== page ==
Roland de Lassus’s musical testament
At the end of the 16th century, Tuscany is one of the most prosperous regions of Europe, Florence the capital of the Renaissance. In 1594, Roland de Lassus, a composer who was well aware of his fame but worried about his last ends, decided to offer Pope Clement VIII a work of a new genre, called spiritual madrigal.
On a text inspired by Petrarch poetry, this work explores the infinite pain of Saint Peter and his vain hope of redemption after he had denied his Saviour three times.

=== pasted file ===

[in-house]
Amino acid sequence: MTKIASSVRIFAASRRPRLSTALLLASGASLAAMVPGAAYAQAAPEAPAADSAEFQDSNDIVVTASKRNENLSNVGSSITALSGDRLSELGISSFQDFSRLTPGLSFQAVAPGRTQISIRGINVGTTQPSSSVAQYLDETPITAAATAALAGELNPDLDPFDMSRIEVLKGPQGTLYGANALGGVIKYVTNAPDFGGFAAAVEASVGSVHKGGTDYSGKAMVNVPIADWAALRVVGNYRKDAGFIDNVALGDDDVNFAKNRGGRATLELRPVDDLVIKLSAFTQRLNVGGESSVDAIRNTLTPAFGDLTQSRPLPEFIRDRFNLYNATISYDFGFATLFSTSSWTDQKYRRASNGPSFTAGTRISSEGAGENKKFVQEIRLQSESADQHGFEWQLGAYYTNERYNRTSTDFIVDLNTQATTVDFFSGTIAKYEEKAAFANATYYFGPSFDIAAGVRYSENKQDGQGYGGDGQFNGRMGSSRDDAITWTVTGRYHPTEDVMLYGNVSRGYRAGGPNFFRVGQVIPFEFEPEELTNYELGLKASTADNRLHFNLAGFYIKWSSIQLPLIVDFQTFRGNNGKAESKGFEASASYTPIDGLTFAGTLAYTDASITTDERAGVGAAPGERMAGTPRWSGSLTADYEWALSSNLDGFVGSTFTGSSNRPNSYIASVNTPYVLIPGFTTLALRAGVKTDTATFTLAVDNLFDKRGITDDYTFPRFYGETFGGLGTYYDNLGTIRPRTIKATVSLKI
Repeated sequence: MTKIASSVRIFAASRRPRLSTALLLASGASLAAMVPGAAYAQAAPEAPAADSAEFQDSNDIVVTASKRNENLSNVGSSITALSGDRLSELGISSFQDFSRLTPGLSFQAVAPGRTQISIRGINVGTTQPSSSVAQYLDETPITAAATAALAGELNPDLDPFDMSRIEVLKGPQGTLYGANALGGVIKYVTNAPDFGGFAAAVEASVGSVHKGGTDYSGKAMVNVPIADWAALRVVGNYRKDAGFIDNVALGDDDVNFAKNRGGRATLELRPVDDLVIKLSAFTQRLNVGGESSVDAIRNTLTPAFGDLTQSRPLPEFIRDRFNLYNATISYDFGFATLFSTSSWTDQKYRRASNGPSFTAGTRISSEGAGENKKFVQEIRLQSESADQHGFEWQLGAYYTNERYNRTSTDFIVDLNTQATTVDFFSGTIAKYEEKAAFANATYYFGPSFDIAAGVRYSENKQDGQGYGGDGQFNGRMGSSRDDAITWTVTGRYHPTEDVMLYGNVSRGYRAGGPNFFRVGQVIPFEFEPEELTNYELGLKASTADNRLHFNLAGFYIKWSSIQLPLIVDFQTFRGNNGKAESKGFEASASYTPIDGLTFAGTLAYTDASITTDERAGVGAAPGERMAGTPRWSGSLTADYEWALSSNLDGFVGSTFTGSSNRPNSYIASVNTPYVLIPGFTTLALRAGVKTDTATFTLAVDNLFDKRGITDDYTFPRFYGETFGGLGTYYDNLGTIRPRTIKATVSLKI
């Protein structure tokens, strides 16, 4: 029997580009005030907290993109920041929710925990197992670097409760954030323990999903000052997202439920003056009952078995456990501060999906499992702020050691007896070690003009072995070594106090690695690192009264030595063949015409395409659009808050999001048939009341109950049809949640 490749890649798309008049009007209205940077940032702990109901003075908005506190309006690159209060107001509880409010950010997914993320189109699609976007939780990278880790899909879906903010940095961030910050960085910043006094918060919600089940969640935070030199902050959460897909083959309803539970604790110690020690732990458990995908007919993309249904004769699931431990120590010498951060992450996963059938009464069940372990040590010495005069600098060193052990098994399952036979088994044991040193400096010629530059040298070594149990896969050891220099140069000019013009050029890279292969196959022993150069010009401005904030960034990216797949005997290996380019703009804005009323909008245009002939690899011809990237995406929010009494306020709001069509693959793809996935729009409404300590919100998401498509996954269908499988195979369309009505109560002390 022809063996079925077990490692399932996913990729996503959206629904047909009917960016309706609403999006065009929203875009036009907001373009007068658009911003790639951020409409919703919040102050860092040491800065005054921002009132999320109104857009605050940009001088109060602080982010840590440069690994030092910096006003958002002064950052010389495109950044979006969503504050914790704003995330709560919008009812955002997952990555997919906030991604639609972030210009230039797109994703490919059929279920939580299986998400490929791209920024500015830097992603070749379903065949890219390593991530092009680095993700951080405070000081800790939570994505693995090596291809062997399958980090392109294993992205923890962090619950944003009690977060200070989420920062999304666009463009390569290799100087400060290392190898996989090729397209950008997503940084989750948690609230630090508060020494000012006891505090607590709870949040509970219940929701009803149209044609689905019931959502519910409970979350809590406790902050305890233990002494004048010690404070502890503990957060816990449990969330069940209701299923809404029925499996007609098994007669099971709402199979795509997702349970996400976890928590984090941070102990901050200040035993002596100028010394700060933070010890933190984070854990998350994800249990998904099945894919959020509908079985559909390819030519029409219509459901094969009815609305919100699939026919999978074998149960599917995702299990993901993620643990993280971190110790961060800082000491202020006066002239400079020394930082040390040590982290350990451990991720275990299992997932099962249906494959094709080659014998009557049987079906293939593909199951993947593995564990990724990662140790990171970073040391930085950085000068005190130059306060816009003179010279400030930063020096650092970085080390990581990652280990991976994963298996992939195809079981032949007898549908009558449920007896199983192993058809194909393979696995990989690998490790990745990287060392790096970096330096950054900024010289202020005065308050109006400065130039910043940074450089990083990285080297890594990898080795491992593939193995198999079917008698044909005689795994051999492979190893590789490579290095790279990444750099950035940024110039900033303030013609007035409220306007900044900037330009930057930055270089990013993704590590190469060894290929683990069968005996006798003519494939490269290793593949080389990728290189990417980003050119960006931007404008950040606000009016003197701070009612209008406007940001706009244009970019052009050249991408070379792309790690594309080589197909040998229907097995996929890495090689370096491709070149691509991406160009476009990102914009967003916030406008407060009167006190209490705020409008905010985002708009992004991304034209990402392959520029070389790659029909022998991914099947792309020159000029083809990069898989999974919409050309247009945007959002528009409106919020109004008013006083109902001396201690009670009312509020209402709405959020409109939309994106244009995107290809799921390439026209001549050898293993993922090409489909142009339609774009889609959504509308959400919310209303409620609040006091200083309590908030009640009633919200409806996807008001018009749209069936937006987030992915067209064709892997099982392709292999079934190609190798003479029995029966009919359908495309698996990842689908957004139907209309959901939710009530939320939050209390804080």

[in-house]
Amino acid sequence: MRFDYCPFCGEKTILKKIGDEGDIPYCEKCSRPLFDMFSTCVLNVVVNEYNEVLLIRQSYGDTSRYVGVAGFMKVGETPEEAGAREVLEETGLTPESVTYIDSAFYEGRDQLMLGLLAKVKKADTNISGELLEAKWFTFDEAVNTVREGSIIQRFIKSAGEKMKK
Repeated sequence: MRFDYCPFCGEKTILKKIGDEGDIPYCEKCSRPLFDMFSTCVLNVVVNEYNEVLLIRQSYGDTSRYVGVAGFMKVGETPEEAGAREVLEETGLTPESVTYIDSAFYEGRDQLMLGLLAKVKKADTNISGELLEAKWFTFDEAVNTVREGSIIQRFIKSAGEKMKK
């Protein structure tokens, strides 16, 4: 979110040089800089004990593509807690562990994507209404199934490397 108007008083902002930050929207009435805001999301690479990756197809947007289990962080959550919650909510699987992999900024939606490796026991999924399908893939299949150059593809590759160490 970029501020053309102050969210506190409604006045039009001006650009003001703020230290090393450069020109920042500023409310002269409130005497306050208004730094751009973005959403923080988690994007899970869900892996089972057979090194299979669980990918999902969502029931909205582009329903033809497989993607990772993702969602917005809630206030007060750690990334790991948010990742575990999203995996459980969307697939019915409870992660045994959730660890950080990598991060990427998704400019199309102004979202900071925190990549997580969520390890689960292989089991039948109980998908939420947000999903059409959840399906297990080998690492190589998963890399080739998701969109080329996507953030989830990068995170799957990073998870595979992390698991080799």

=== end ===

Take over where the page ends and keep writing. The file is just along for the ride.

It is written for 7 singers and consists of 3 parts of 7 sequences each. A ciphered symbolism that is based on the sacred texts while joining the very content of the work.
Born in Franco-Flemish lands, he will die three weeks after having completed this summit of occidental music, without ever having heard it.
Lagrime di San Pietro (Les Larmes de Saint-Pierre)
Jules Matton (1988-)
Diptych for seven singers a capella
Lise Viricel, canto II
Alexandre Cerveux, alto I
NN, alto II
Loïc Paulin, tenore I
NN, tenore II
Jimmy Holliday, basso
Valentin Tournet, conductor
Sunday October 6th, 2019, 5:30 p.m.
Church of d’Hérouville-en-Vexin